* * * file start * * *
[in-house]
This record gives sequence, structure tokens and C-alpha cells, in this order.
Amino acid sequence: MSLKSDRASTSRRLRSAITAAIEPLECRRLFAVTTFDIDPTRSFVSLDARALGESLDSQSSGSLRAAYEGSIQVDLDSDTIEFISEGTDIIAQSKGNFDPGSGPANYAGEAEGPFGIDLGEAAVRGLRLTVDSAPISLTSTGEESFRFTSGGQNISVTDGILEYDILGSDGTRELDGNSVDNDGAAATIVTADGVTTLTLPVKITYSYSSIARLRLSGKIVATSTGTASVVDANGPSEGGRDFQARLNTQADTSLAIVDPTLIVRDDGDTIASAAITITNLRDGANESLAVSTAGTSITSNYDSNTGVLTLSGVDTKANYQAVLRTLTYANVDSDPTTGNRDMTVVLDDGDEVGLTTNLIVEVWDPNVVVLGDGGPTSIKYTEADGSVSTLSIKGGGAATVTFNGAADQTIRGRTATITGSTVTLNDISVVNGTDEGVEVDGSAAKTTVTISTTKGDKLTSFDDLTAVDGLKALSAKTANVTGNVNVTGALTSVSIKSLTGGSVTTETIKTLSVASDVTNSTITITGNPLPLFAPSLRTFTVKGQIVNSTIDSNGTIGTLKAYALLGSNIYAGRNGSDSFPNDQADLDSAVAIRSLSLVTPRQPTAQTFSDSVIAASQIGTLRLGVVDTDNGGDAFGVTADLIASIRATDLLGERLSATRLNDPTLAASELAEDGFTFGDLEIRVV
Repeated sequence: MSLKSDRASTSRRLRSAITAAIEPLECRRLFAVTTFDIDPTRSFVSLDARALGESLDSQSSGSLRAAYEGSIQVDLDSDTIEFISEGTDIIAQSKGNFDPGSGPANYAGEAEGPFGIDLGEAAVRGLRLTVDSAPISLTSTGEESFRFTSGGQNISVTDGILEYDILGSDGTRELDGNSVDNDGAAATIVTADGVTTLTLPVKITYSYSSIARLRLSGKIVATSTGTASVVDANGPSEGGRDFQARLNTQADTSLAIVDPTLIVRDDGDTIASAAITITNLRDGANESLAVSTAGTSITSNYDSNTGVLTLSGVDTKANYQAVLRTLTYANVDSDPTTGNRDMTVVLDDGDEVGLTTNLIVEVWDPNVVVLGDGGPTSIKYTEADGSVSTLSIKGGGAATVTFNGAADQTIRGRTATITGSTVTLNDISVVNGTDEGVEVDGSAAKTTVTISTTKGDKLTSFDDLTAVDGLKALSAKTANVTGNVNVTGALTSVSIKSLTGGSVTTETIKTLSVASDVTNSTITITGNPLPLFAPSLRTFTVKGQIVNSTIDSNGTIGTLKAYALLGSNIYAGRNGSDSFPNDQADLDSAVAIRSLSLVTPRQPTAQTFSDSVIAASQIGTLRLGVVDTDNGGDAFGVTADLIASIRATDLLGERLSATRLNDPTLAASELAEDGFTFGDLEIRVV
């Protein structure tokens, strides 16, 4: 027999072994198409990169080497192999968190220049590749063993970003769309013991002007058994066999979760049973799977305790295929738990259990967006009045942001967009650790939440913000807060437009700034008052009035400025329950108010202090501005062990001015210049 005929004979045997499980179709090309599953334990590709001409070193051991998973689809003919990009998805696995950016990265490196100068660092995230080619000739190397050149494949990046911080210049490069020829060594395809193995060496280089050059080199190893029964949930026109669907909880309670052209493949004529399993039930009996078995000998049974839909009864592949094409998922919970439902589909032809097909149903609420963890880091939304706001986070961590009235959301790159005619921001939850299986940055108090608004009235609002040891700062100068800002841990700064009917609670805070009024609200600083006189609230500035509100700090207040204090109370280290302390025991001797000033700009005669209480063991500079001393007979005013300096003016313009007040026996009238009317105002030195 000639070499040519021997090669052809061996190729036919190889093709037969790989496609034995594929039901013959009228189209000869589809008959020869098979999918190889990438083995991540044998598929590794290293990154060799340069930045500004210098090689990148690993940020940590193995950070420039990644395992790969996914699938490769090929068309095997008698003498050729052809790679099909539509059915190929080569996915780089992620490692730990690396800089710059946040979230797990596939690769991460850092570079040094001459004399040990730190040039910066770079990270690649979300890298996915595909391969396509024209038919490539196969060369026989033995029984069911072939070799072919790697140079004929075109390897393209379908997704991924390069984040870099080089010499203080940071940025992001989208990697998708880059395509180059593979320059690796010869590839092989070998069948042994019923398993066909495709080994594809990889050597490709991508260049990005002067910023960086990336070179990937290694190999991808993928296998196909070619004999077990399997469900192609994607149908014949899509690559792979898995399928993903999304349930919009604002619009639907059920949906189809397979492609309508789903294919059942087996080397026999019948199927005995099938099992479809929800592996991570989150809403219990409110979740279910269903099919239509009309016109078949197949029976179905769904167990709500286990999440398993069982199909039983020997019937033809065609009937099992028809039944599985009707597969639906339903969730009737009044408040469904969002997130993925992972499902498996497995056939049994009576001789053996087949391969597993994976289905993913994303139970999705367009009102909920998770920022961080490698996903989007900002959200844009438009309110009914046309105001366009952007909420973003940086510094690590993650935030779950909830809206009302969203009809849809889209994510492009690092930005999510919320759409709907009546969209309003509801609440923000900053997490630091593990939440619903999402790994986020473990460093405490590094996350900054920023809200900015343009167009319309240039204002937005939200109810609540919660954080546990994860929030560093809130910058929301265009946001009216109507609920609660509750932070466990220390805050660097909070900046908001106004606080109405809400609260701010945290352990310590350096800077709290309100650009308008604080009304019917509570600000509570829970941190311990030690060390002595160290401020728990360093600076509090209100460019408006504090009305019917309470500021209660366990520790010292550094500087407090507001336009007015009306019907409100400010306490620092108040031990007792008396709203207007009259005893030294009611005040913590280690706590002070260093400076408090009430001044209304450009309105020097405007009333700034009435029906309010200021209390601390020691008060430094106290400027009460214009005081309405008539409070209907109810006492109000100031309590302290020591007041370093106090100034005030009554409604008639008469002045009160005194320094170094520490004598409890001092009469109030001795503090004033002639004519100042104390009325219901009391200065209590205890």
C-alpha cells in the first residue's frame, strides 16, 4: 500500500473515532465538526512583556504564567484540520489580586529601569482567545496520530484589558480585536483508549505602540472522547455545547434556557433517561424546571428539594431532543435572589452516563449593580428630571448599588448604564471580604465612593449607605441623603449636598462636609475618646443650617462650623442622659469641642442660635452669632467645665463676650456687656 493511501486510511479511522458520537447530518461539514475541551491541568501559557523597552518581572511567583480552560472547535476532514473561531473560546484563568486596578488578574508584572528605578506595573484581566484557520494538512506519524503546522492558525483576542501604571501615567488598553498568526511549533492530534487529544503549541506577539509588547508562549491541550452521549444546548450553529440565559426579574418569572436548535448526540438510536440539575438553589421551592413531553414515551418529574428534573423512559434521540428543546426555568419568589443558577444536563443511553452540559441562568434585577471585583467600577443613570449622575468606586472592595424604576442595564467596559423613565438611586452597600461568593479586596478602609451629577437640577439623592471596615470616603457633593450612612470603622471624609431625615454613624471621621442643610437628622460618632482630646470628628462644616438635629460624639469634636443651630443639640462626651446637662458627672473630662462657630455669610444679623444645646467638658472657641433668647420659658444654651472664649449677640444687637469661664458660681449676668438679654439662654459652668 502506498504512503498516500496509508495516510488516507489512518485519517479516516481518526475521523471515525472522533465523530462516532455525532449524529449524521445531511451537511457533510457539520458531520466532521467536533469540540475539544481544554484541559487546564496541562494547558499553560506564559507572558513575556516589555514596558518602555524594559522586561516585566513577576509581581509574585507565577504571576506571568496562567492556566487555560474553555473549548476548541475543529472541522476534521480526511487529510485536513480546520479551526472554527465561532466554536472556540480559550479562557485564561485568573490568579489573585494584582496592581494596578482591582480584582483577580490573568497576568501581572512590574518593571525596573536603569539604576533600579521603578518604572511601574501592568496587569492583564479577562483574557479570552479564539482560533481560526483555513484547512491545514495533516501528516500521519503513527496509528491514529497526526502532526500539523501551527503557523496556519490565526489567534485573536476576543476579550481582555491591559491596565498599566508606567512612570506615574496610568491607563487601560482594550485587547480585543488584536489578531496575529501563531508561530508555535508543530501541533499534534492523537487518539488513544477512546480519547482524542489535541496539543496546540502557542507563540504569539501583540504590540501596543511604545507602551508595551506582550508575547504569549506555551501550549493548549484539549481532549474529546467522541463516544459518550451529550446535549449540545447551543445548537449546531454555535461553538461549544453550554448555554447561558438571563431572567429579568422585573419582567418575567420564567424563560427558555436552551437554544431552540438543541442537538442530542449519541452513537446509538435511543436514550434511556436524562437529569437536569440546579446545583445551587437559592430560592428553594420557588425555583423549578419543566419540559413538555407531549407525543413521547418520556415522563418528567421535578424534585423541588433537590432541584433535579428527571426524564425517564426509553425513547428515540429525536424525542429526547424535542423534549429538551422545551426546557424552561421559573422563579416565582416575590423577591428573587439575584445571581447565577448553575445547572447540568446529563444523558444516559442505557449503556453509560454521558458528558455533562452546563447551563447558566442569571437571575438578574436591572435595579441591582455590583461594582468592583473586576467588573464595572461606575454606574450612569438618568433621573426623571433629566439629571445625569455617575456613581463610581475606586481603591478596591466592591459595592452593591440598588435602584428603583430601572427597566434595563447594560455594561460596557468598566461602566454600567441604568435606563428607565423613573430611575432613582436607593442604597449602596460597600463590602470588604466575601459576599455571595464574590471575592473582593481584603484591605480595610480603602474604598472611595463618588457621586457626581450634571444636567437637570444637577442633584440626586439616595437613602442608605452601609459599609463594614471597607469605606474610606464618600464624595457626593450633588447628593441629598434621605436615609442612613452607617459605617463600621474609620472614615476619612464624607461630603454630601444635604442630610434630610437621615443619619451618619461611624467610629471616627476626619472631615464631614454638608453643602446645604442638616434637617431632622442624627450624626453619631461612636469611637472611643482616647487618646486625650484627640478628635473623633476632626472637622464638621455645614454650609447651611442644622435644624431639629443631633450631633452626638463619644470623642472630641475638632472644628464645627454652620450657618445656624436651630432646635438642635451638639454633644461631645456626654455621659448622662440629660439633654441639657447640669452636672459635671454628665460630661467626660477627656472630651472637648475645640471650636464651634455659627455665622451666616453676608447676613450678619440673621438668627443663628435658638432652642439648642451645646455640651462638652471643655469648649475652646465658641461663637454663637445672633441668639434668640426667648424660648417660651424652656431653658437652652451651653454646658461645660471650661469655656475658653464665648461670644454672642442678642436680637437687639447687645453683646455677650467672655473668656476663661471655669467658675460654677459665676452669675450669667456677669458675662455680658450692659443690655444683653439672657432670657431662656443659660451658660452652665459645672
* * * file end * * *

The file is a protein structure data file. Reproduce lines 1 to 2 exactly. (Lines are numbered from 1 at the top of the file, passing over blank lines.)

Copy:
[in-house]
This record gives sequence, structure tokens and C-alpha cells, in this order.